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A History of China by Wolfram Eberhard

Then spoke Chuang Tz u Begone


[Footnote

1: _The Way of Acceptance_: a new version of Lao Tz[)u]'s _Tao Te Ching_, by Hermon Ould (Dakers, 1946), Ch. 57.]

[Footnote 2: _The Way of Acceptance_, Ch. 3.]

Lao Tz[)u] did not live to learn that such rule of good government would be followed by only one sort of rulers--dictators; and as a matter of fact the "Legalist theory" which provided the philosophic basis for dictatorship in the third century B.C. was attributable to Lao Tz[)u]. He was not thinking, however, of dictatorship; he was an individualistic anarchist, believing that if there were no active government all men would be happy. Then everyone could attain unity with Nature for himself. Thus we find in Lao Tz[)u], and later in all other Taoists, a scornful repudiation of all social and official obligations. An answer that became famous was given by the Taoist Chuang Tz[)u] (see below) when it was proposed to confer high office in the state on him (the story may or may not be true, but it is typical of Taoist thought): "I have heard," he replied, "that in Ch'u there is a tortoise sacred to the gods. It has now been dead for 3,000 years, and the king keeps it in a shrine with silken cloths, and gives it shelter in the halls of a temple. Which do you think that tortoise would prefer--to be dead and have its vestigial bones so honoured, or to be still alive and dragging its tail after it in the mud?" the officials replied: "No doubt it would prefer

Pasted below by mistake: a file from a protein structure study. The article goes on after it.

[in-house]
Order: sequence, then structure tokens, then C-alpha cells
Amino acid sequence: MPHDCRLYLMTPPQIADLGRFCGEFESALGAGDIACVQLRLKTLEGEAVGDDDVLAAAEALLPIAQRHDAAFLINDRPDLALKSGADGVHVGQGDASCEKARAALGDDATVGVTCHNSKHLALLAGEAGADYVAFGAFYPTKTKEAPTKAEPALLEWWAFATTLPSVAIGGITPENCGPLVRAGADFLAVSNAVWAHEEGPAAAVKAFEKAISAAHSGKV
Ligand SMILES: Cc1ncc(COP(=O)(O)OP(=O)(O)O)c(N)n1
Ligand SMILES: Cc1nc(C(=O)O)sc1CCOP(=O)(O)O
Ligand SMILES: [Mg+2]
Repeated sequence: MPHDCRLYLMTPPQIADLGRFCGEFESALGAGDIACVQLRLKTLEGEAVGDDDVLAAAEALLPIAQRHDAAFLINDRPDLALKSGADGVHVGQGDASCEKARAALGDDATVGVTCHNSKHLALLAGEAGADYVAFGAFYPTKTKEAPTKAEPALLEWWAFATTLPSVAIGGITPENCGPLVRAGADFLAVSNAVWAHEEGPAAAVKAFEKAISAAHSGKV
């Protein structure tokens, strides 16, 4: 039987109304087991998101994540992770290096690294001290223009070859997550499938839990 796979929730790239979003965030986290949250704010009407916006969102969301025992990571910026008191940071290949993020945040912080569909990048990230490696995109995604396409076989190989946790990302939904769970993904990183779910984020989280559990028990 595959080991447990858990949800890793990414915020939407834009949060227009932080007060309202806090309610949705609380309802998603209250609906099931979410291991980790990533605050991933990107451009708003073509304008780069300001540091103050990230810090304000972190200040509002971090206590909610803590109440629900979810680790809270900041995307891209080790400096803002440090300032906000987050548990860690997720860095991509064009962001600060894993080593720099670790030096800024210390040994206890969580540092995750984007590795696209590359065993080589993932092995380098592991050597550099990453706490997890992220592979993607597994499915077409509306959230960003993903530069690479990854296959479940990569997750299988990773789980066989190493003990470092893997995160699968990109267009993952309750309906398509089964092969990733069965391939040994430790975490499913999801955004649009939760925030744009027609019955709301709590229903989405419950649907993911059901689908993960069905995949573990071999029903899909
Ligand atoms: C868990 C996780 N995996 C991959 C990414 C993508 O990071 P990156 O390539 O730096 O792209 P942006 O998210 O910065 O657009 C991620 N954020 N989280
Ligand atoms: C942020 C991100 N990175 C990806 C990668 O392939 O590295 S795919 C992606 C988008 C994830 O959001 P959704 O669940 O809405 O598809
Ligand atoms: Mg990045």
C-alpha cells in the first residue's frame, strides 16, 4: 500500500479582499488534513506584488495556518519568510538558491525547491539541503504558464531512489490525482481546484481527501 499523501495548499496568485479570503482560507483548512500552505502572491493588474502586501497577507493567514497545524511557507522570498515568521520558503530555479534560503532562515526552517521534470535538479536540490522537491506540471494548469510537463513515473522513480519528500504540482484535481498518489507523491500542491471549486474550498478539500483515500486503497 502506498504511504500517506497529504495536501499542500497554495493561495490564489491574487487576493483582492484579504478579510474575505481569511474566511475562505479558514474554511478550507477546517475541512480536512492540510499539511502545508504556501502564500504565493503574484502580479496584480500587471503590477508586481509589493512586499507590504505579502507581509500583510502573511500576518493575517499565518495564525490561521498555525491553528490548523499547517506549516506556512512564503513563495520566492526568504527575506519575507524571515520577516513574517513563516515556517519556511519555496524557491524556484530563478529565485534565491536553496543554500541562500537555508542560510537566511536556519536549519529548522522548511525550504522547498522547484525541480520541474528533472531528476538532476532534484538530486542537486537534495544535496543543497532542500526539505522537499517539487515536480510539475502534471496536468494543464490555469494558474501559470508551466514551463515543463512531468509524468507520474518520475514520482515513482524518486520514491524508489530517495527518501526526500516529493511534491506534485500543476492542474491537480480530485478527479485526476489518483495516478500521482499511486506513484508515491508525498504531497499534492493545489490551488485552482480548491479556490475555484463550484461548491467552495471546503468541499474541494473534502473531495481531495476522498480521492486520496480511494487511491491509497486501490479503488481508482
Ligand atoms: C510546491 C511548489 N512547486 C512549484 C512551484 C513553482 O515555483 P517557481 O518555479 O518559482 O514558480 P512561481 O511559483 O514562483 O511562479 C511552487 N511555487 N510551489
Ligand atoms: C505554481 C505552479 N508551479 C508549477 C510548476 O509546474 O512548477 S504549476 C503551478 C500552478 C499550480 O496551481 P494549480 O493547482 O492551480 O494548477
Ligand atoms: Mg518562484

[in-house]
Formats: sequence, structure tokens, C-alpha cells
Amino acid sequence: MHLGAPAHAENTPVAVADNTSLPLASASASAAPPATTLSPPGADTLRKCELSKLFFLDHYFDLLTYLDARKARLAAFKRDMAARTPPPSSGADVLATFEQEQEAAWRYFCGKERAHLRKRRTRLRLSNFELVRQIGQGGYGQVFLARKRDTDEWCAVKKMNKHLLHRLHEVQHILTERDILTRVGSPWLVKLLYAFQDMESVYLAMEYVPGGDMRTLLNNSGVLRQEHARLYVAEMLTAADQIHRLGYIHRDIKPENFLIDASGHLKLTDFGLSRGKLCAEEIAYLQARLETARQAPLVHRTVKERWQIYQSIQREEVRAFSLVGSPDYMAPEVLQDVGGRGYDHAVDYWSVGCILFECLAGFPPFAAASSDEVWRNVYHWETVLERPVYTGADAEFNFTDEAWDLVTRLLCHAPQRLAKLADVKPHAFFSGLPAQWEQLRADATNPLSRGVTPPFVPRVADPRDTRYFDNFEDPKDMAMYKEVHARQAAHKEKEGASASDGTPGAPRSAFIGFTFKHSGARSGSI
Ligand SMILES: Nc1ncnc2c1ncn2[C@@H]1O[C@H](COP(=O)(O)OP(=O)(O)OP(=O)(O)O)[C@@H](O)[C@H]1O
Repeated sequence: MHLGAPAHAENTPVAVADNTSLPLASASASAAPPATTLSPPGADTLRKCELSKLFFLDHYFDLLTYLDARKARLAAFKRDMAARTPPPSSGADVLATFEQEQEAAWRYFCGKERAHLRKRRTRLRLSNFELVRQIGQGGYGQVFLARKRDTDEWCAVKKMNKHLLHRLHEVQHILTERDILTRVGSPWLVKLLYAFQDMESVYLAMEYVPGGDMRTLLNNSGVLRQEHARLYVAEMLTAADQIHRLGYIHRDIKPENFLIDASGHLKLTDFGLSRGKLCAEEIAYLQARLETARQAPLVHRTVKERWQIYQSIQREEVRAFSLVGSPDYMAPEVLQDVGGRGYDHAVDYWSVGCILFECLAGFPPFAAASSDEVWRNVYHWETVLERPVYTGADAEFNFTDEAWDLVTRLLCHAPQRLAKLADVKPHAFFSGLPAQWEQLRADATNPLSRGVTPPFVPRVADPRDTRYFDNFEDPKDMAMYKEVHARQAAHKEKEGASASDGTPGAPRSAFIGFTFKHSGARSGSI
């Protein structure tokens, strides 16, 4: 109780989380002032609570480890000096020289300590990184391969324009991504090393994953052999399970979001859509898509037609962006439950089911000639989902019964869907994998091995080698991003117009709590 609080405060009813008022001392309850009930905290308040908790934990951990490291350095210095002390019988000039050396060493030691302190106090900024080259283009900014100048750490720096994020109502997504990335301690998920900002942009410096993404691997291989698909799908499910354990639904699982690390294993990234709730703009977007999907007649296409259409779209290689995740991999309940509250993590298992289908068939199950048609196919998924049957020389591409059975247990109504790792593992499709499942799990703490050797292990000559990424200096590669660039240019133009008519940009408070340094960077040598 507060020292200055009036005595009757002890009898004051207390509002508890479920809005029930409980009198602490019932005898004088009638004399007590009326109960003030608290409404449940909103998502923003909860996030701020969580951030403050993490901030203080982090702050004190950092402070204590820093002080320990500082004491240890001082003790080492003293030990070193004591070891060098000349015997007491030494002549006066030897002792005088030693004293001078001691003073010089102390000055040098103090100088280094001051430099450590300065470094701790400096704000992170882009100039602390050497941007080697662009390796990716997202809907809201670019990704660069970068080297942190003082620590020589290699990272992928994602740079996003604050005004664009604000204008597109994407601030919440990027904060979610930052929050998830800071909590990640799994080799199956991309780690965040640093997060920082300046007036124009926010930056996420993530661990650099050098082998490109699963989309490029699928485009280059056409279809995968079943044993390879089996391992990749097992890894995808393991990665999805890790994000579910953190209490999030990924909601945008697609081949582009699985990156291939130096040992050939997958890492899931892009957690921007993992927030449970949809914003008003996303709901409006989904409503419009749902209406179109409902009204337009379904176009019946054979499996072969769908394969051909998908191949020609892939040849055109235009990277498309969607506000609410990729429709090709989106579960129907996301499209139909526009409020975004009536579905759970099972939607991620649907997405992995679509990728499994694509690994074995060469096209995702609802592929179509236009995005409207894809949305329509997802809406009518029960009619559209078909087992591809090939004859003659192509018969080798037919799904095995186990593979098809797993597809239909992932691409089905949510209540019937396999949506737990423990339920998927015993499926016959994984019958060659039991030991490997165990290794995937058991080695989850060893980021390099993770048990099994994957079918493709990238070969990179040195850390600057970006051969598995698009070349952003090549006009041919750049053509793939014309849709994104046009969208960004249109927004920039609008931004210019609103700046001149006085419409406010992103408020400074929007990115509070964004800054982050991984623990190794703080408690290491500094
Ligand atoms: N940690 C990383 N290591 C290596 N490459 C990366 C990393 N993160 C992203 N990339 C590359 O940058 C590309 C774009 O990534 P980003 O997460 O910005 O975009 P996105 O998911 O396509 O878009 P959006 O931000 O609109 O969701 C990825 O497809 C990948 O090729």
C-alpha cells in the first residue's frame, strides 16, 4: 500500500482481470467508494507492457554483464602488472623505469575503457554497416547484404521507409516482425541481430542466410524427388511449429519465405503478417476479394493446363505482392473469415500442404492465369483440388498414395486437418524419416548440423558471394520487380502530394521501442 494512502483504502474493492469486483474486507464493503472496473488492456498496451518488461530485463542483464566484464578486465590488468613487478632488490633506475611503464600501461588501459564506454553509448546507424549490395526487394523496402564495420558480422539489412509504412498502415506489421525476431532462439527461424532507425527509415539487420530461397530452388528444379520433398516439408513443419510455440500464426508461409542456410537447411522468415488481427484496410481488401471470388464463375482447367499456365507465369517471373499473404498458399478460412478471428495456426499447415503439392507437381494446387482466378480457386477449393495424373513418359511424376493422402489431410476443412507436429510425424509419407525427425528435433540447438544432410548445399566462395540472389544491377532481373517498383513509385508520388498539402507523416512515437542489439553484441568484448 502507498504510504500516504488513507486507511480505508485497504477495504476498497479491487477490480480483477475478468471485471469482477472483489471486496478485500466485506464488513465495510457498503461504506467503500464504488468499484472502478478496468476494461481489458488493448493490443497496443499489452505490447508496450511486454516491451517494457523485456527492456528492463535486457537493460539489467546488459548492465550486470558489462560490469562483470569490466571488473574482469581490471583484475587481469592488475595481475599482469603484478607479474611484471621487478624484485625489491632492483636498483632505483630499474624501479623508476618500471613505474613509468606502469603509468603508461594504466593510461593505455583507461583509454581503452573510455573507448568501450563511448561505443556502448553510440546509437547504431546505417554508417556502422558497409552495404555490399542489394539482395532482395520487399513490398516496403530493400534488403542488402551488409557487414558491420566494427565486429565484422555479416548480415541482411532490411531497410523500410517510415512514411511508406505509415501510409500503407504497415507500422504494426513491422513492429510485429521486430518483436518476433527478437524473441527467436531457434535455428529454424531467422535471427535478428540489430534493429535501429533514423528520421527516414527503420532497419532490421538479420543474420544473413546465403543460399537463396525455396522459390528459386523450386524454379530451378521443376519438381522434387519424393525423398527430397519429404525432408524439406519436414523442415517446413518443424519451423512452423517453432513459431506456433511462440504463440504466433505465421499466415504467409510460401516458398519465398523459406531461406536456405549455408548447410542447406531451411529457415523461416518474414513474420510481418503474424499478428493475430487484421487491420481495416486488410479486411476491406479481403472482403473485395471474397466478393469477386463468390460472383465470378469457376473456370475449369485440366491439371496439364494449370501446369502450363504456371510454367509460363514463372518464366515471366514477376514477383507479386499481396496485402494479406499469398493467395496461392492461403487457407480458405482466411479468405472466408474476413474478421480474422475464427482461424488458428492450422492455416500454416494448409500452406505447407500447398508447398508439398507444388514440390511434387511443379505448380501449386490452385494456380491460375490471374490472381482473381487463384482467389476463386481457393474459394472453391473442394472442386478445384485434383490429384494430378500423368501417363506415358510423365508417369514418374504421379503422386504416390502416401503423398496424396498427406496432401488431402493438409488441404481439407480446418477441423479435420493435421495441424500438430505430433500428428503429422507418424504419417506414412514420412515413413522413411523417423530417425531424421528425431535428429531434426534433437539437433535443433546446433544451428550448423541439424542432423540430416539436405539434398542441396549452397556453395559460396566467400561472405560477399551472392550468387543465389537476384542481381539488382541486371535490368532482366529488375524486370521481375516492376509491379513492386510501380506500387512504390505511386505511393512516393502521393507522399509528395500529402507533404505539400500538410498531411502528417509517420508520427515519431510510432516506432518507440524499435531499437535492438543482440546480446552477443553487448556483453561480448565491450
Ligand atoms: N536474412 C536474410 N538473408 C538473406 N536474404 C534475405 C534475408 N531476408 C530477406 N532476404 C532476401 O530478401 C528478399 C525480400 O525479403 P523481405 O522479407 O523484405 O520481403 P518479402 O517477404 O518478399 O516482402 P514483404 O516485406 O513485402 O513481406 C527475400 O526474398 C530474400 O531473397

to be alive and dragging its tail after it in the mud." Then spoke Chuang Tz[)u]: "Begone! I, too, would rather drag my tail after me in the mud!" (Chuang Tz[)u] 17, 10.)

The true Taoist withdraws also from his family. Typical of this is another story, surely apocryphal, from Chuang Tz[)u] (Ch. 3, 3). At the death of Lao Tz[)u] a disciple went to the family and expressed his sympathy quite briefly and formally. The other disciples were astonished, and asked his reason. He said: "Yes, at first I thought that he was our man, but he is not. When I went to grieve, the old men were bewailing him as though they were bewailing a son, and the young wept as though they were mourning a mother. To bind them so closely to himself, he must have spoken words which he should not have spoken, and wept tears which he should not have wept. That, however, is a falling away from the heavenly nature."

Lao Tz[)u]'s teaching, like that of Confucius, cannot be described as religion; like Confucius's, it is a sort of social philosophy, but of irrationalistic character. Thus it was quite possible, and later it became the rule, for one and the same person to be both Confucian and Taoist. As an official and as the head of his family, a man would think and act as a Confucian; as a private individual, when he had retired far from the city to live in his country mansion (often modestly described as a cave or a thatched hut), or when he had been dismissed from his post or suffered some other trouble, he would feel and think as a Taoist. In order to live as a Taoist it was necessary, of course, to possess such an estate, to which a man could retire with his servants, and where he could live without himself doing manual work. This difference between the Confucian and the Taoist found a place in the works of many Chinese poets. I take the following quotation from an essay by the statesman and poet Ts'ao Chih, of the end of the second century A.D.:


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